"The six districts of the southern governorate, where there are a total of 16,000 voters, help elect six members of parliament, while the first district of the northern governorate, which has 16,000 voters, only elects one." Mr al Marzooq said that despite political reforms, the problems of naturalisation and discrimination continued. Some Bahrainis claim the government's current policy of granting nationality to foreigners - mainly Sunni Arabs as well as Asians from the subcontinent - aims to demographically alter the country.
"There is a review of the naturalisation process because of increasing regional and international concern mainly over security issues," Mr al Marzooq said. "We fear the spread of the anti-reforms drive, which has its own limited agenda and continues to build networks within the government to counter the reforms introduced in 2001". In the past, the Bahraini government has denied claims of discrimination and allegations of naturalisation outside the legal boundaries for purposes related to political and social demography.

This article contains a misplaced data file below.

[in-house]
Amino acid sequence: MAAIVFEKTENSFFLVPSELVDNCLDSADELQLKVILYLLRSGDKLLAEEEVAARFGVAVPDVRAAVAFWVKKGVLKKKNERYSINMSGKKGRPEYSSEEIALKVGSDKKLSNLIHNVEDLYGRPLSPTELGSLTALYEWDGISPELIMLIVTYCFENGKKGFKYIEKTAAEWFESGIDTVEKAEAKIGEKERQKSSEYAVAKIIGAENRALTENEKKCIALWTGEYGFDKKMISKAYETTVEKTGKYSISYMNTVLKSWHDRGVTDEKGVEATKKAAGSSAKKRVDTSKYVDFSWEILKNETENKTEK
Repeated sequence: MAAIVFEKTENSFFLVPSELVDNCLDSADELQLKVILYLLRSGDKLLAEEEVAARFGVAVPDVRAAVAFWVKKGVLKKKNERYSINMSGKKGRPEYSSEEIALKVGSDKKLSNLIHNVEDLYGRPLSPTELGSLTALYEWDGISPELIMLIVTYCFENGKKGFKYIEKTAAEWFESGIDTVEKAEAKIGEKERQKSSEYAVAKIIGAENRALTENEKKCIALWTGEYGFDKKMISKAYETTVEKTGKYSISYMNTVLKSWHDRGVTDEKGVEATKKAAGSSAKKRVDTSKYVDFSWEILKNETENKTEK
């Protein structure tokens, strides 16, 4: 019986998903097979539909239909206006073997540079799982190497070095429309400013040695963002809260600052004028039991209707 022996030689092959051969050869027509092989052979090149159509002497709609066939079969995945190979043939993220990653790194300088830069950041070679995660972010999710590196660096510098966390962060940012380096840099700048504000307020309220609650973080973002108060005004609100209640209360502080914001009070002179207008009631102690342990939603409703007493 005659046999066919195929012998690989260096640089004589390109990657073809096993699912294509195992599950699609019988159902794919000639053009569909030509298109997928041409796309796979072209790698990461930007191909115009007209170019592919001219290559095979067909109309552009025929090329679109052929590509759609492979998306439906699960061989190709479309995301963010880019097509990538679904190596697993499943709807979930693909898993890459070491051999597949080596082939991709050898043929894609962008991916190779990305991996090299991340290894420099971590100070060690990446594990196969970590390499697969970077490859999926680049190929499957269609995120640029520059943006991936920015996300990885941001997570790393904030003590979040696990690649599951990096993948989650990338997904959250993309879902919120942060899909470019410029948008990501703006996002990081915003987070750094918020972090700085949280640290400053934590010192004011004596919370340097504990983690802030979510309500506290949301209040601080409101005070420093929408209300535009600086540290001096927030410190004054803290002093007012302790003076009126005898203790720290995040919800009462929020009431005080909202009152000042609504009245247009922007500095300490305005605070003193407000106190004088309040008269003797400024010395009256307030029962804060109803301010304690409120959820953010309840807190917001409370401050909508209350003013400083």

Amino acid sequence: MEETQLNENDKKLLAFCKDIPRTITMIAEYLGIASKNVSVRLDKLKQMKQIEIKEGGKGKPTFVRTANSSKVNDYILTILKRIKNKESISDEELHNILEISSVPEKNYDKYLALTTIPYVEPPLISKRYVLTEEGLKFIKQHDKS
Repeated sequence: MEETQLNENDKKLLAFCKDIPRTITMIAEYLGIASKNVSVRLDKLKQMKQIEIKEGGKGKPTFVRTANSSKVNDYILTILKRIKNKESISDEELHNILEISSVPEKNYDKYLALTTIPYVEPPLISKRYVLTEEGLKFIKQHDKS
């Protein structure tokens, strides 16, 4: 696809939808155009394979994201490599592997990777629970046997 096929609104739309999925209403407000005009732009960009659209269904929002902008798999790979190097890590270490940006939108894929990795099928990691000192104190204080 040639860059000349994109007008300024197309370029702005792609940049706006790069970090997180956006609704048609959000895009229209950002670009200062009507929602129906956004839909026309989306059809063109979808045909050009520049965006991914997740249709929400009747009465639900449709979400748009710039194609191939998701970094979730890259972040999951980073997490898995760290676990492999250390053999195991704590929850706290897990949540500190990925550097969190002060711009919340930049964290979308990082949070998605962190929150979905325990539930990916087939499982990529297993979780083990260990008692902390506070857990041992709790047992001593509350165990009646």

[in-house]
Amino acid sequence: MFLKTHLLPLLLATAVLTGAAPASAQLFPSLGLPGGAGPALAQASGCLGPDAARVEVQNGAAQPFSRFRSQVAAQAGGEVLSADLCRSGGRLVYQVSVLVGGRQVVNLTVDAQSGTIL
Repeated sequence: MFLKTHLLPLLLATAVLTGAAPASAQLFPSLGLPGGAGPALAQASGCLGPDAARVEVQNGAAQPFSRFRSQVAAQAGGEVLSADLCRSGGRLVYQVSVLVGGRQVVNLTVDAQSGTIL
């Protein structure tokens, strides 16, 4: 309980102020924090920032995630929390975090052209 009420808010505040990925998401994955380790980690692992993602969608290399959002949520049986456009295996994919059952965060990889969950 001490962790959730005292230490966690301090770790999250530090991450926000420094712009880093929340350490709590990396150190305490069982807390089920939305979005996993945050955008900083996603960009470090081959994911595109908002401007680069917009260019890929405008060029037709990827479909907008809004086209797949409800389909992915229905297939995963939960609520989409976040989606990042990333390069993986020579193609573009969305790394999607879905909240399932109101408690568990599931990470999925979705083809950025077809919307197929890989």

However, for most prospective voters, it is the problem with basic services, such as housing, health and education, that affect their daily lives. Mr al Marzooq said if the party failed to achieve some of the basic needs of the public by the end of the fourth term of parliament, which begins this month, then it might decide against taking part in the 2010 elections. Last month, Al Wefaq said that housing issues would be among its top priorities in the upcoming term.